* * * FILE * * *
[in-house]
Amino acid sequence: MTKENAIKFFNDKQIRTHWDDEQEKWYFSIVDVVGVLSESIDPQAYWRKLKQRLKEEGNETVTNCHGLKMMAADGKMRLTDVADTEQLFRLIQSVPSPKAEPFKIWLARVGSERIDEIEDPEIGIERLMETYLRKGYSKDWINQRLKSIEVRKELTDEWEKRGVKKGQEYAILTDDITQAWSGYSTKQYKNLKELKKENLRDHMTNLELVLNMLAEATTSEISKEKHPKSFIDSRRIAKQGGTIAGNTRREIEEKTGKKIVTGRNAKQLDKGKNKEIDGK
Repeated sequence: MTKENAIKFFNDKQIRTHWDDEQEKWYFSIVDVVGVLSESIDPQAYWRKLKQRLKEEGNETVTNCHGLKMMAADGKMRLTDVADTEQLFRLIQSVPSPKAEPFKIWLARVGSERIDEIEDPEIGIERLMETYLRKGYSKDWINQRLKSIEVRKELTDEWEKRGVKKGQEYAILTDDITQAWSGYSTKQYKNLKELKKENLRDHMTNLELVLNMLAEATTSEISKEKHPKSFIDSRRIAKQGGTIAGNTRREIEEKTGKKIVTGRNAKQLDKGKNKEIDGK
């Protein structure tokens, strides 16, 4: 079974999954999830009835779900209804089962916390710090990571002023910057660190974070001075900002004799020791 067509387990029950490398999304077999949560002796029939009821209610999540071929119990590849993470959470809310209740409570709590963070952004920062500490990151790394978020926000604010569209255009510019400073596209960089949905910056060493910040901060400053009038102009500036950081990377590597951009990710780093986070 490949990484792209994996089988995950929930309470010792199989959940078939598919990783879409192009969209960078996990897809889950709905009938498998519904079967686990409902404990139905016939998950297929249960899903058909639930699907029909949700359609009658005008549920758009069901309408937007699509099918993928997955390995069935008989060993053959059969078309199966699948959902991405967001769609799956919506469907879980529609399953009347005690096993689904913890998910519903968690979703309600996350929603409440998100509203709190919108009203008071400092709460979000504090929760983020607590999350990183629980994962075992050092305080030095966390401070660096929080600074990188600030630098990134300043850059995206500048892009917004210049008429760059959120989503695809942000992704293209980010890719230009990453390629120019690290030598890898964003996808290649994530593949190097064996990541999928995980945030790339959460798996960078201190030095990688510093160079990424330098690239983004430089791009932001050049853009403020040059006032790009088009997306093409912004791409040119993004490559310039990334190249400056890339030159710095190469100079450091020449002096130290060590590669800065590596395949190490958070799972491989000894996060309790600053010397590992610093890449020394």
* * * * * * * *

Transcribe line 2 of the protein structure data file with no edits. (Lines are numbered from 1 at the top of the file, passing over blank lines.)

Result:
Amino acid sequence: MTKENAIKFFNDKQIRTHWDDEQEKWYFSIVDVVGVLSESIDPQAYWRKLKQRLKEEGNETVTNCHGLKMMAADGKMRLTDVADTEQLFRLIQSVPSPKAEPFKIWLARVGSERIDEIEDPEIGIERLMETYLRKGYSKDWINQRLKSIEVRKELTDEWEKRGVKKGQEYAILTDDITQAWSGYSTKQYKNLKELKKENLRDHMTNLELVLNMLAEATTSEISKEKHPKSFIDSRRIAKQGGTIAGNTRREIEEKTGKKIVTGRNAKQLDKGKNKEIDGK